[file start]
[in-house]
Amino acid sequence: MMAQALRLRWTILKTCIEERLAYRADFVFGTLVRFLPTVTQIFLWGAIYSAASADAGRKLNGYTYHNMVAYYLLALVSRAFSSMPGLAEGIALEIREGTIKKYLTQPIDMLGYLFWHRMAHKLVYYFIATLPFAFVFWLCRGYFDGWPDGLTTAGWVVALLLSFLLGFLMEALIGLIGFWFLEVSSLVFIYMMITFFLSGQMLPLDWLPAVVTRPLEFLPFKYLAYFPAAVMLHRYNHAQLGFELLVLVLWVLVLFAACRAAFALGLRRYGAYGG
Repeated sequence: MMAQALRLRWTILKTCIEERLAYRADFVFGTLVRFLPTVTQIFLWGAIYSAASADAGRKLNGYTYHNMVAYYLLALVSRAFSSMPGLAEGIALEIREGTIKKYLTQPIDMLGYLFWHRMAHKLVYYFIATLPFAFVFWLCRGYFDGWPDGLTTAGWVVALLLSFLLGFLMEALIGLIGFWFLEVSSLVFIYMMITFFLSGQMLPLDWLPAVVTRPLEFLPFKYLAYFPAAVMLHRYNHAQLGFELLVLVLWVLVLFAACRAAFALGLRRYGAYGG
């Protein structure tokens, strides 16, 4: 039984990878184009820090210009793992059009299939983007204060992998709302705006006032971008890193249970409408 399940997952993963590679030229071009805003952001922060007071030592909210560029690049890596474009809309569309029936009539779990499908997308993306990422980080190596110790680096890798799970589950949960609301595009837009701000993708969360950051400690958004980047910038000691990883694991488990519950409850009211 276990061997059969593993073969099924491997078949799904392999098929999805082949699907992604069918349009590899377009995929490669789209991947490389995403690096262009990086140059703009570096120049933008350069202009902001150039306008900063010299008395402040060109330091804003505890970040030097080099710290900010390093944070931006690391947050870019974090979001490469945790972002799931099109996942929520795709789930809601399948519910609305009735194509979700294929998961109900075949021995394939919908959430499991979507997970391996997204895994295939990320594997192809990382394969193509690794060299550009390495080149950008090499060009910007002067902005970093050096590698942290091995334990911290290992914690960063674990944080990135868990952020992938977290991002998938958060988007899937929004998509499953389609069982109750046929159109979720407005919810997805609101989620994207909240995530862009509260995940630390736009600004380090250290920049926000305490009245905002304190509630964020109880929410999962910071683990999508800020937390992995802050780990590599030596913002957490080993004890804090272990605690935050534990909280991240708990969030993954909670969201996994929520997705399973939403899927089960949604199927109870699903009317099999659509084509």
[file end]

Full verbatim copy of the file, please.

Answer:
[in-house]
Amino acid sequence: MMAQALRLRWTILKTCIEERLAYRADFVFGTLVRFLPTVTQIFLWGAIYSAASADAGRKLNGYTYHNMVAYYLLALVSRAFSSMPGLAEGIALEIREGTIKKYLTQPIDMLGYLFWHRMAHKLVYYFIATLPFAFVFWLCRGYFDGWPDGLTTAGWVVALLLSFLLGFLMEALIGLIGFWFLEVSSLVFIYMMITFFLSGQMLPLDWLPAVVTRPLEFLPFKYLAYFPAAVMLHRYNHAQLGFELLVLVLWVLVLFAACRAAFALGLRRYGAYGG
Repeated sequence: MMAQALRLRWTILKTCIEERLAYRADFVFGTLVRFLPTVTQIFLWGAIYSAASADAGRKLNGYTYHNMVAYYLLALVSRAFSSMPGLAEGIALEIREGTIKKYLTQPIDMLGYLFWHRMAHKLVYYFIATLPFAFVFWLCRGYFDGWPDGLTTAGWVVALLLSFLLGFLMEALIGLIGFWFLEVSSLVFIYMMITFFLSGQMLPLDWLPAVVTRPLEFLPFKYLAYFPAAVMLHRYNHAQLGFELLVLVLWVLVLFAACRAAFALGLRRYGAYGG
């Protein structure tokens, strides 16, 4: 039984990878184009820090210009793992059009299939983007204060992998709302705006006032971008890193249970409408 399940997952993963590679030229071009805003952001922060007071030592909210560029690049890596474009809309569309029936009539779990499908997308993306990422980080190596110790680096890798799970589950949960609301595009837009701000993708969360950051400690958004980047910038000691990883694991488990519950409850009211 276990061997059969593993073969099924491997078949799904392999098929999805082949699907992604069918349009590899377009995929490669789209991947490389995403690096262009990086140059703009570096120049933008350069202009902001150039306008900063010299008395402040060109330091804003505890970040030097080099710290900010390093944070931006690391947050870019974090979001490469945790972002799931099109996942929520795709789930809601399948519910609305009735194509979700294929998961109900075949021995394939919908959430499991979507997970391996997204895994295939990320594997192809990382394969193509690794060299550009390495080149950008090499060009910007002067902005970093050096590698942290091995334990911290290992914690960063674990944080990135868990952020992938977290991002998938958060988007899937929004998509499953389609069982109750046929159109979720407005919810997805609101989620994207909240995530862009509260995940630390736009600004380090250290920049926000305490009245905002304190509630964020109880929410999962910071683990999508800020937390992995802050780990590599030596913002957490080993004890804090272990605690935050534990909280991240708990969030993954909670969201996994929520997705399973939403899927089960949604199927109870699903009317099999659509084509």